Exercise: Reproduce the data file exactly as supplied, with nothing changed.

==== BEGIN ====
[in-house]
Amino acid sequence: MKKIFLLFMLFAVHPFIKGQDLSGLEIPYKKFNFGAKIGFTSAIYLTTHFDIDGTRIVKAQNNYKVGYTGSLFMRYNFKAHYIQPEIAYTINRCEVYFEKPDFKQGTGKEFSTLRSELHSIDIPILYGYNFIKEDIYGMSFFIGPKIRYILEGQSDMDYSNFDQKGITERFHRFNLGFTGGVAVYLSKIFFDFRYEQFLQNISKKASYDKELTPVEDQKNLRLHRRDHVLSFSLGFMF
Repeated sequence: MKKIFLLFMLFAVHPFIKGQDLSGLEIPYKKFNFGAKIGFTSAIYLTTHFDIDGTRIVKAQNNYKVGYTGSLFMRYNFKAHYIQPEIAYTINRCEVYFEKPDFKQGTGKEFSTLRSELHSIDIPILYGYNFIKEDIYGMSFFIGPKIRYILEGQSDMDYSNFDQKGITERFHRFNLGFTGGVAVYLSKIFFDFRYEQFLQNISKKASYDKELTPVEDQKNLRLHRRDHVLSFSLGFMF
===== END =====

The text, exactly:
[in-house]
Amino acid sequence: MKKIFLLFMLFAVHPFIKGQDLSGLEIPYKKFNFGAKIGFTSAIYLTTHFDIDGTRIVKAQNNYKVGYTGSLFMRYNFKAHYIQPEIAYTINRCEVYFEKPDFKQGTGKEFSTLRSELHSIDIPILYGYNFIKEDIYGMSFFIGPKIRYILEGQSDMDYSNFDQKGITERFHRFNLGFTGGVAVYLSKIFFDFRYEQFLQNISKKASYDKELTPVEDQKNLRLHRRDHVLSFSLGFMF
Repeated sequence: MKKIFLLFMLFAVHPFIKGQDLSGLEIPYKKFNFGAKIGFTSAIYLTTHFDIDGTRIVKAQNNYKVGYTGSLFMRYNFKAHYIQPEIAYTINRCEVYFEKPDFKQGTGKEFSTLRSELHSIDIPILYGYNFIKEDIYGMSFFIGPKIRYILEGQSDMDYSNFDQKGITERFHRFNLGFTGGVAVYLSKIFFDFRYEQFLQNISKKASYDKELTPVEDQKNLRLHRRDHVLSFSLGFMF